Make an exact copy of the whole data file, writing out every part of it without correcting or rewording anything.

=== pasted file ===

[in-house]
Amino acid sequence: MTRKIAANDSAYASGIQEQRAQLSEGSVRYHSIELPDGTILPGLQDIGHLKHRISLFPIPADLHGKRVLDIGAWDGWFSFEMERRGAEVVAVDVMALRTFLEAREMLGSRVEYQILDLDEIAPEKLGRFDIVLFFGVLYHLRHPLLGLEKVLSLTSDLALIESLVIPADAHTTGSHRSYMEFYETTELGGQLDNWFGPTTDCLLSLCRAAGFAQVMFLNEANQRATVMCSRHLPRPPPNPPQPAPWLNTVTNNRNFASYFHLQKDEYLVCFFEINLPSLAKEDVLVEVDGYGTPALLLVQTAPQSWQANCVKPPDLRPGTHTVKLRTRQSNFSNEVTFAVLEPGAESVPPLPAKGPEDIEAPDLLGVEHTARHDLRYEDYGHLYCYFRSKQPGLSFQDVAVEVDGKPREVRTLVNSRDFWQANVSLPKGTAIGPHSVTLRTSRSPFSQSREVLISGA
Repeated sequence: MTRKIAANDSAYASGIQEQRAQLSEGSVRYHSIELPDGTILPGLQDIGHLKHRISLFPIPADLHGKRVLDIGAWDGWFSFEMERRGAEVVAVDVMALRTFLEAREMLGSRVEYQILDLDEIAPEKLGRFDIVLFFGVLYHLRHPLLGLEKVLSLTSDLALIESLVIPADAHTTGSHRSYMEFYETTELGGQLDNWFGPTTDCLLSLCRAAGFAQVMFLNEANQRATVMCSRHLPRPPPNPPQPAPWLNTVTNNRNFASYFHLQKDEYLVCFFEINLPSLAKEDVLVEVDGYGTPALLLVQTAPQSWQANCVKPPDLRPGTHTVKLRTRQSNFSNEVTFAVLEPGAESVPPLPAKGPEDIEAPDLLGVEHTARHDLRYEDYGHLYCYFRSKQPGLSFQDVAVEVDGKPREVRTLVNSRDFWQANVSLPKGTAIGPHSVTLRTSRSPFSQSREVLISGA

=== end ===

[in-house]
Amino acid sequence: MTRKIAANDSAYASGIQEQRAQLSEGSVRYHSIELPDGTILPGLQDIGHLKHRISLFPIPADLHGKRVLDIGAWDGWFSFEMERRGAEVVAVDVMALRTFLEAREMLGSRVEYQILDLDEIAPEKLGRFDIVLFFGVLYHLRHPLLGLEKVLSLTSDLALIESLVIPADAHTTGSHRSYMEFYETTELGGQLDNWFGPTTDCLLSLCRAAGFAQVMFLNEANQRATVMCSRHLPRPPPNPPQPAPWLNTVTNNRNFASYFHLQKDEYLVCFFEINLPSLAKEDVLVEVDGYGTPALLLVQTAPQSWQANCVKPPDLRPGTHTVKLRTRQSNFSNEVTFAVLEPGAESVPPLPAKGPEDIEAPDLLGVEHTARHDLRYEDYGHLYCYFRSKQPGLSFQDVAVEVDGKPREVRTLVNSRDFWQANVSLPKGTAIGPHSVTLRTSRSPFSQSREVLISGA
Repeated sequence: MTRKIAANDSAYASGIQEQRAQLSEGSVRYHSIELPDGTILPGLQDIGHLKHRISLFPIPADLHGKRVLDIGAWDGWFSFEMERRGAEVVAVDVMALRTFLEAREMLGSRVEYQILDLDEIAPEKLGRFDIVLFFGVLYHLRHPLLGLEKVLSLTSDLALIESLVIPADAHTTGSHRSYMEFYETTELGGQLDNWFGPTTDCLLSLCRAAGFAQVMFLNEANQRATVMCSRHLPRPPPNPPQPAPWLNTVTNNRNFASYFHLQKDEYLVCFFEINLPSLAKEDVLVEVDGYGTPALLLVQTAPQSWQANCVKPPDLRPGTHTVKLRTRQSNFSNEVTFAVLEPGAESVPPLPAKGPEDIEAPDLLGVEHTARHDLRYEDYGHLYCYFRSKQPGLSFQDVAVEVDGKPREVRTLVNSRDFWQANVSLPKGTAIGPHSVTLRTSRSPFSQSREVLISGA